Once you have disabled access to the allegedly infringing content, let us know that you've done so. When you do so, you must indicate which of these three courses of action you wish to take:

If you do not intend to submit a counter-notification, you may wish to include sufficient supporting justification for us to form an informed opinion on whether to hold this incident against you if future allegations arise, as repeated infringement is grounds for adverse termination of your service (as required by US law).

If you don't respond, or if you indicate that you intend to file a counter-notification and then don't do it, we will assume you are accepting the allegation of infringement. If you don't file the counter-notification, the process ends. Thus, the rest of this FAQ assumes you are filing the counter-notification.

Your counter-notification must be in writing and must contain the following elements or we will reject it:

The best ways to submit your counter-notification are email or fax. If you use email, make sure you're sending a scanned copy that shows your physical signature or a PGP-signed email with a signature that can be correlated to your member contact email address.

Pursuant to the law, we will provide a copy of your counter-notification to the claimant. This means they will know who you are. If you don't want them to be able to identify you, the counter-notification is not an option you can use.

The claimant then has 10 days after receiving the counter-notification from us to file an action against you in the appropriate court seeking a court order to restrain you from engaging in infringing activity relating to the allegedly infringing material, and then to notify us that they've done so. If they do not, we will restore access to the material. (In a case where you disabled access yourself, we will restore access to the material by notifying you when it is OK to restore it. Do not under any circumstances restore access to the allegedly infringing content or make it available at a new location without that notification; that'll result in automatic adverse termination of your service.)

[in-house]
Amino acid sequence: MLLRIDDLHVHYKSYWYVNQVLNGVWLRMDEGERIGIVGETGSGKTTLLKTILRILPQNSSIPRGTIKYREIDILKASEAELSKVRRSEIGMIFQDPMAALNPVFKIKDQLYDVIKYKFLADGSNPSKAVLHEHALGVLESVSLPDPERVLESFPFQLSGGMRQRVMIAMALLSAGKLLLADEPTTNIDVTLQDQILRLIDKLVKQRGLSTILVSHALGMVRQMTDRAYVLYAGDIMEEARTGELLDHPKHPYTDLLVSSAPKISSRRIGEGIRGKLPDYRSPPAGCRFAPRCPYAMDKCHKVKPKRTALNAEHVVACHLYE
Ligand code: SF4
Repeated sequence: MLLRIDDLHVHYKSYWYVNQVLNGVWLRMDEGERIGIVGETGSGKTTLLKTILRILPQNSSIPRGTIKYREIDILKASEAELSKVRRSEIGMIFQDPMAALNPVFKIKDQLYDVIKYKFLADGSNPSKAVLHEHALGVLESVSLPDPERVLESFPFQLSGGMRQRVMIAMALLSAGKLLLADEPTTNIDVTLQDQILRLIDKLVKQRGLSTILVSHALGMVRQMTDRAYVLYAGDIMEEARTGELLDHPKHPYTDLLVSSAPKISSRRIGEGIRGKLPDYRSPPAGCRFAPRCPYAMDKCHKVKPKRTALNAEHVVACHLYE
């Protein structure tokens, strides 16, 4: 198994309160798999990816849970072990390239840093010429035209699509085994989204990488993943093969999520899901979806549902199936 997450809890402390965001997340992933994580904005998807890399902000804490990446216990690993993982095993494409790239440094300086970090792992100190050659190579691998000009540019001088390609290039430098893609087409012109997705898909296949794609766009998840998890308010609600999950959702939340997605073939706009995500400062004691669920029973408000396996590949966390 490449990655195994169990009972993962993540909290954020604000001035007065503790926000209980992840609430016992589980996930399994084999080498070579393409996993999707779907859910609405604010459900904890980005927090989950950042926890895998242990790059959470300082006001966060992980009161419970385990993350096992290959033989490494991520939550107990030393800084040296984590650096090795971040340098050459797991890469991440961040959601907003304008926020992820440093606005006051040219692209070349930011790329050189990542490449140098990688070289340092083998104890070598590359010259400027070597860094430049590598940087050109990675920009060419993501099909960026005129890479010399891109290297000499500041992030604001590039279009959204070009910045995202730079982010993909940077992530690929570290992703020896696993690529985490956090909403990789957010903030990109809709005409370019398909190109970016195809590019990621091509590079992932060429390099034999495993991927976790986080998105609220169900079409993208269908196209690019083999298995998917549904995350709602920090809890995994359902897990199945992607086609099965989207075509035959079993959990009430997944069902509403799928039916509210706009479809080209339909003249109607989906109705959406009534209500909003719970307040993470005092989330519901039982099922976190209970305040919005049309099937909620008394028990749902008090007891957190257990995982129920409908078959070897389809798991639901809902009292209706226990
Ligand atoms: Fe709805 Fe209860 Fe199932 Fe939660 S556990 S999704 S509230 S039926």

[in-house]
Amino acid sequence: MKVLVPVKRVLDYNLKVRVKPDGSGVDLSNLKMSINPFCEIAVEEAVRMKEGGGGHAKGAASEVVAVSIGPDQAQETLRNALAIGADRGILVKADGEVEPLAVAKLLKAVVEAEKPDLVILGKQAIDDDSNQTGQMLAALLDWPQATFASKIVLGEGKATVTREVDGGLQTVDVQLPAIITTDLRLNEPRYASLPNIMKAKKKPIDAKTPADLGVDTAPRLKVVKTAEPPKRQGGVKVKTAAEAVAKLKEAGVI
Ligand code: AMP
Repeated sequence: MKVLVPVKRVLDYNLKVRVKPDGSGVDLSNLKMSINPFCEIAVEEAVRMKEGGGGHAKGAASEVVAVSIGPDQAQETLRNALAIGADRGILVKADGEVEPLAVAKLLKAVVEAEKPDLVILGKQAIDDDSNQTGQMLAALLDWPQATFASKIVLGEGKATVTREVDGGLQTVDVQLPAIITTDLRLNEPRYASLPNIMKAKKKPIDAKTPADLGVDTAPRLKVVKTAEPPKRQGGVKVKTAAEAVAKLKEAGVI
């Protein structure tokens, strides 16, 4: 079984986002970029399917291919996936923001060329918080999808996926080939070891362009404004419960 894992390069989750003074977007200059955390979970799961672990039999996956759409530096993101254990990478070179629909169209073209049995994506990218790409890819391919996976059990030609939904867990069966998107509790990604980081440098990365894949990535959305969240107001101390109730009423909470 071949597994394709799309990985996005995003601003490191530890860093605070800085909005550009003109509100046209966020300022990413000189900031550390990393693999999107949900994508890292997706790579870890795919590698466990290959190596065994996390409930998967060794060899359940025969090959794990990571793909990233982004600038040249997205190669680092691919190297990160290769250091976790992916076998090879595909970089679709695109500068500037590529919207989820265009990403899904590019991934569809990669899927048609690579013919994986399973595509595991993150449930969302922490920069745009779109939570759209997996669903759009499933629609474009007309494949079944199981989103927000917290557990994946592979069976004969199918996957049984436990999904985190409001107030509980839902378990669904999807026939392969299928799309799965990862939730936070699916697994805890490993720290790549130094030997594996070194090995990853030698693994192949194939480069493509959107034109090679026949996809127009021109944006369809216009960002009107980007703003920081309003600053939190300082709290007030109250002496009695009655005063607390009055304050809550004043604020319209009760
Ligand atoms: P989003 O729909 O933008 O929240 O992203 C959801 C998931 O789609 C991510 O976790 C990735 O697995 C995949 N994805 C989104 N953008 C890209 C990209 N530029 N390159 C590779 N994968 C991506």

This FAQ entry provides general guidance about our DMCA notification takedown and putback processes. It is not a substitute for legal advice. While we strongly urge everyone not to be bullied or to allow the DMCA process to be abused, we strongly urge you to consult a legal professional if you find yourself in this situation, because the consequences of filing a spurious counter-notification can be significant.

You can get the full text of the Online Copyright Infringement Liability Limitation Act portion of the DMCA here.

What is maintenance mode?

How do I transfer something from one account to another on my membership?

How can multiple people manage services hosted here?

Why does my bank's website say you charged my credit card even though your site said the payment(s) failed?

I don't log in to your site all the time. How do I stay up to date on news and announcements?

How do I remove or replace my two-factor device?

What is the "Excess Non-Production Sites" charge?

How do I hand over control of hosted services to someone else?

How do I see what users I have granted adjunct access to my site?

How do I transfer funds between accounts on my membership?

What are the IP addresses of your name servers?

How do I remove TLS?

Is my website non-production, production, or critical?

What is unbilled storage?

How do I change the contact email address I gave you when I created my membership?

Why can't I cancel my membership?

How do I get a receipt for a deposit I made?

What is account sharing?

Is penetration testing of sites hosted here allowed?

How can I send funds to another member's account or site?

Since your service is prepaid, how do I know when to add funds?

Do you provide refunds for services already rendered?

What do I do if I find a typo or mistake in your documentation?

Will my site still incur charges if it is disabled?

What is NearlyFreeSpeech's backup strategy for user content?